The Online Program of events for the 2022 AMS-SEM-SMT Joint Annual Meeting appears below. This program is subject to change. The final program will be published in early November.
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Unison Opening as Schema in Post-1945 Compositions
Eastman School of Music
Many post-1945 compositions begin with multiple instruments articulating a single note. Although such excerpts are often described through a specific composer’s poetics, this strategy persists across compositional styles, presenting a rare thread of unity across a wide-ranging repertoire.
I argue that unison openings constitute a schema for post-1945 music, with several possible continuations. Rearticulations of the same pitch are usually departed by some combination of a wedge moving away from the unison (W), a slow glissando to another pitch (G), or addition of further pitches to a collection (A). Additionally, the schema often highlights (psycho)acoustic phenomena, focusing a listener's attention on the basic elements of dissonance and consonance.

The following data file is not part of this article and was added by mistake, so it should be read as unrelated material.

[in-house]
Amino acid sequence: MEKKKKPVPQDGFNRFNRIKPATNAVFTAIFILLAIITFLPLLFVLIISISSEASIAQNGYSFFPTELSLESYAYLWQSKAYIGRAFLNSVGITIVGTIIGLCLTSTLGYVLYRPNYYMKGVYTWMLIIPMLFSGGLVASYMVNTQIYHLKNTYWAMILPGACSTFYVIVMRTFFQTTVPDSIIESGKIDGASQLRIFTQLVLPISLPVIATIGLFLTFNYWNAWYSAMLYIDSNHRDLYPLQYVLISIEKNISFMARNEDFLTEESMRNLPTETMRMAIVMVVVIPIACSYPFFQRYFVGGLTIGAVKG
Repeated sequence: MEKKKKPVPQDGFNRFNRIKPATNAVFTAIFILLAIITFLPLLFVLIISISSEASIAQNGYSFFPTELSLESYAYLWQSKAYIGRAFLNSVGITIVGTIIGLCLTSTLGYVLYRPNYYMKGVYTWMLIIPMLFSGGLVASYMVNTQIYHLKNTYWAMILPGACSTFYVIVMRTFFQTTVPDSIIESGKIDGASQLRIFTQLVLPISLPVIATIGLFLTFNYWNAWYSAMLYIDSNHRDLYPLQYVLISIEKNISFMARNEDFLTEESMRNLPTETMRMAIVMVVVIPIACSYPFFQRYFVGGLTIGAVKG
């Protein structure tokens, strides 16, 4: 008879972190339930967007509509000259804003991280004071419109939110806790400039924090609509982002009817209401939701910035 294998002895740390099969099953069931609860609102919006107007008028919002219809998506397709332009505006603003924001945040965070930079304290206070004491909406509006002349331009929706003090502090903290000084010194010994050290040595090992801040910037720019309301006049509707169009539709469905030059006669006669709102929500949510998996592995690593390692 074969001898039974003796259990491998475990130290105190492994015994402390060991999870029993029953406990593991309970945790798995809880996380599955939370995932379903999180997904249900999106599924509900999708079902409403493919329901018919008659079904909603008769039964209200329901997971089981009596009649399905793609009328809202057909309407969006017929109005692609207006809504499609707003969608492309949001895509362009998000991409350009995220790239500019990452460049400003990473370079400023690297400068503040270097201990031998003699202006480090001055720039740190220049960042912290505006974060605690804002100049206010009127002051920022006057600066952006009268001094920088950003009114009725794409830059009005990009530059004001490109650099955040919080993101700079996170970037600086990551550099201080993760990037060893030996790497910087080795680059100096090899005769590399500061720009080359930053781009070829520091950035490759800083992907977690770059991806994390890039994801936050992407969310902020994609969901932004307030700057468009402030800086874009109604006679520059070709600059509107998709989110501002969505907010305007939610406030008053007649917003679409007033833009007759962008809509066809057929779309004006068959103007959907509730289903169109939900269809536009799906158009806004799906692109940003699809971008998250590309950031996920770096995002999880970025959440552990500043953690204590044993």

In James Tenney’s Critical Band, the outward wedge is so slow that listeners become aware of the constituent notes’ beating and their own ears’ attempts to parse overlapping notes, which are perceived as separate only when separated by the titular 15 Hz “critical bandwidth.” Both Critical Band and Julius Eastman's Crazy [N-Word] conclude on a harmonic series, affirming the link to consonance.
Many of these pieces begin with open strings or natural harmonics. Such pure sounds join wedges in making beating especially clear. In Sofia Gubaidulina’s second string quartet, wide vibrato leads away from the opening natural harmonic G4, again emphasizing beating. Likewise, Giacinto Scelsi's Xnoybis juxtaposes the E5 of a conventional violin tuning with the D-sharp5 of his own scordatura, using open-string conventions to emphasize beating.
I conclude with pieces whose opening unisons involve no open strings. György Ligeti's Lontano is characteristic of his 1960s works, but shares the characteristic wedge as it builds into a thick texture. Going further, I generalize the schema to electronic music: Pamela Z’s “Quatre Couches” layers samples of her voice, but still departs that unison through wedges and addition of material, following exit strategies described above.
These examples show that opening unisons, with their varied continuations and psychoacoustic correlates, constitute a schema that serves an initiating function in the music of many post-1945 compositional styles.
The Te Deum Climax: A Schema-Theoretic Approach to Howells
Eastman School of Music